Making monuments is as much a mental act as it is a physical one. The bulk of monumentalising occurs in the mind, even if it is physical and calculable magnitude that is usually associated with monuments and their making. There are sites on this earth that were never meant to be monuments but have been looked upon and treasured as monuments by many. At the same time, there are edifices that were planned and created as monuments but failed at becoming symbols simply because very few were willing to accept them as such. On my first trip to Rome, I sought out and walked to the Protestant Cemetery because it contains two gravestones that monumentalise, for me, the entire Romantic ethos and a way of life. Incidentally, the Protestant Cemetery skirts a structure that is ancient and literally monumental – a 120 feet tall pyramid containing the tomb of a Roman magistrate who died around 12 BC. The Pyramid of Cestius, surreally rising above the neat and sunlit rows of graves in the cemetery, demanded attention but it was a stone slab demarcating the final resting place of an English poet that had all the roses.
Both the pyramid and the tombstone are funerary structures but while one was designed to impress, the other was not (there are a number of tombstones in the vicinity of John Keats’ grave that bear far more elaborate adornments than the simple relief of a lyre adorning his). Yet both receive visitors, both add to the inexhaustible appeal of The Eternal City. The urge to make monuments, to mark a place as sacred, to bestow permanence to memory, is an intrinsically human one. The Jungian school locates in man’s primordial reverence for stone this shared and almost reflexive desire to immortalise. M.-L. Von Franz, a long-time collaborator of Jung’s and a gifted psychologist herself, writes in Man And His Symbols, under The Process of Individuation:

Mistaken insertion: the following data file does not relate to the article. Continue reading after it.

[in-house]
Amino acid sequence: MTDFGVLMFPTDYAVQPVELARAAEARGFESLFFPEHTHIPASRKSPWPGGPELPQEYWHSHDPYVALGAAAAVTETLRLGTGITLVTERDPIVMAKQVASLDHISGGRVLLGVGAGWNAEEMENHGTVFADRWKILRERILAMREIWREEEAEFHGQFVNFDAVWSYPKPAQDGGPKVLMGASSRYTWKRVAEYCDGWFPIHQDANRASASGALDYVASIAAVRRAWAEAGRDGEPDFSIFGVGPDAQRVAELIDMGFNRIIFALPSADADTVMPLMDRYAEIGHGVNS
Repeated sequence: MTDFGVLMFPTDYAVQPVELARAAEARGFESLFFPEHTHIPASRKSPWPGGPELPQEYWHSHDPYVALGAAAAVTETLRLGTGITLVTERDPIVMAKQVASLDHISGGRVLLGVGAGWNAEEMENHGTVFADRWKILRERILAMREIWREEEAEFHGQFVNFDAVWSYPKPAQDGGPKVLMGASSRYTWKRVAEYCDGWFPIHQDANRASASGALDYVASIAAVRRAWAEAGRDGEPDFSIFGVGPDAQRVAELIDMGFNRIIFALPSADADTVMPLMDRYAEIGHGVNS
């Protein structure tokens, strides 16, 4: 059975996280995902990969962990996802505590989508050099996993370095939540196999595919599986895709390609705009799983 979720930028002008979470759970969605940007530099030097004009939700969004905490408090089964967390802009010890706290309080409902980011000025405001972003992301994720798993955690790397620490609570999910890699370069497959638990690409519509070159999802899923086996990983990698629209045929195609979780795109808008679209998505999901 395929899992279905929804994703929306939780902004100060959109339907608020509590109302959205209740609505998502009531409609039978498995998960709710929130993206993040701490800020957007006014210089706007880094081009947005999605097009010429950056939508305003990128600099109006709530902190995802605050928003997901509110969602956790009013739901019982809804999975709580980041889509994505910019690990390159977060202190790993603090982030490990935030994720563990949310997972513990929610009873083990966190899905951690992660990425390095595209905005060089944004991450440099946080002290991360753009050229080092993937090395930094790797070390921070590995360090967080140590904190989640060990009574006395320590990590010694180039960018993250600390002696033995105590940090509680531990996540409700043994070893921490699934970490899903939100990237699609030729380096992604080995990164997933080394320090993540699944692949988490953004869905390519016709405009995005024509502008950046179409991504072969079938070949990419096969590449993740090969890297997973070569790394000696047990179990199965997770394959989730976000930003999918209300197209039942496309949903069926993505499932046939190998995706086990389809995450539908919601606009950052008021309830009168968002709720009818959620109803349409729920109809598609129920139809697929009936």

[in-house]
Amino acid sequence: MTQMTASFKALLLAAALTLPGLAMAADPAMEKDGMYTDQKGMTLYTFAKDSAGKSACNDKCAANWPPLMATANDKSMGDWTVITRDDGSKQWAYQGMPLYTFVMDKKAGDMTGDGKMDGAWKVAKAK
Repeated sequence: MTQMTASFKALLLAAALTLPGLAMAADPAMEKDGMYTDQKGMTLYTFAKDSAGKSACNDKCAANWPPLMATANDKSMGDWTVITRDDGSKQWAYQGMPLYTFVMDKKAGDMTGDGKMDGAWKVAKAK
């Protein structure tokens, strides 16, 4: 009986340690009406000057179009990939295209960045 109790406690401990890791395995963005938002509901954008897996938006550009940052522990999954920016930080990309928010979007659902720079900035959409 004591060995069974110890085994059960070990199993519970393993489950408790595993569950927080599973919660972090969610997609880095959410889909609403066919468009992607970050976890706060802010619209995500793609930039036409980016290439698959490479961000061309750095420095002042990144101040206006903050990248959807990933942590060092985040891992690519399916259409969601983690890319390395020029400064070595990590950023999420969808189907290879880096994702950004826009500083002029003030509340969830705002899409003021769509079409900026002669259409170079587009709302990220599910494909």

‘The custom of placing stones on graves may spring partly from the symbolic idea that something eternal of the dead person remains, which can be most fittingly represented by a stone. For while the human being is as different as possible from a stone, yet man’s innermost centre is in a strange and special way akin to it (perhaps because the stone symbolises mere existence at the farthest remove from the emotions, feelings, fantasies, and discursive thinking of ego-consciousness). In this sense the stone symbolises what is perhaps the simplest and deepest experience – the experience of something eternal that man can have in those moments when he feels immortal and unalterable.’
Stone, because it is tough and unmoving in contrast to man’s own soft and organic vulnerability, remains closely linked to the word ‘monument’ (which, in turn, is tied up with a sense of achievement) in our psyches. Perhaps this is largely because most of ancient man’s triumphs and failures, when presented to us as mythic and religious chronicles, or archaeological data, involve the proud creation of stone monuments and their eventual, equally awe-inspiring destruction. These are tales of hubris and divine punishment, excessive power and unlikely rebellion, architectural advancement and violent envy, all told through the unwavering medium of stone. From Samson bringing the temple down on the Philistines to Herostratus setting the colossal Temple of Artemis on fire, the examples are numerous, and memorable because something grand and indestructible came tumbling down; they serve to show how we invest stone with ideas of enduring strength and how it is might and longevity that we expect of a monument, whether it is a commemorative, political, or simply historic structure.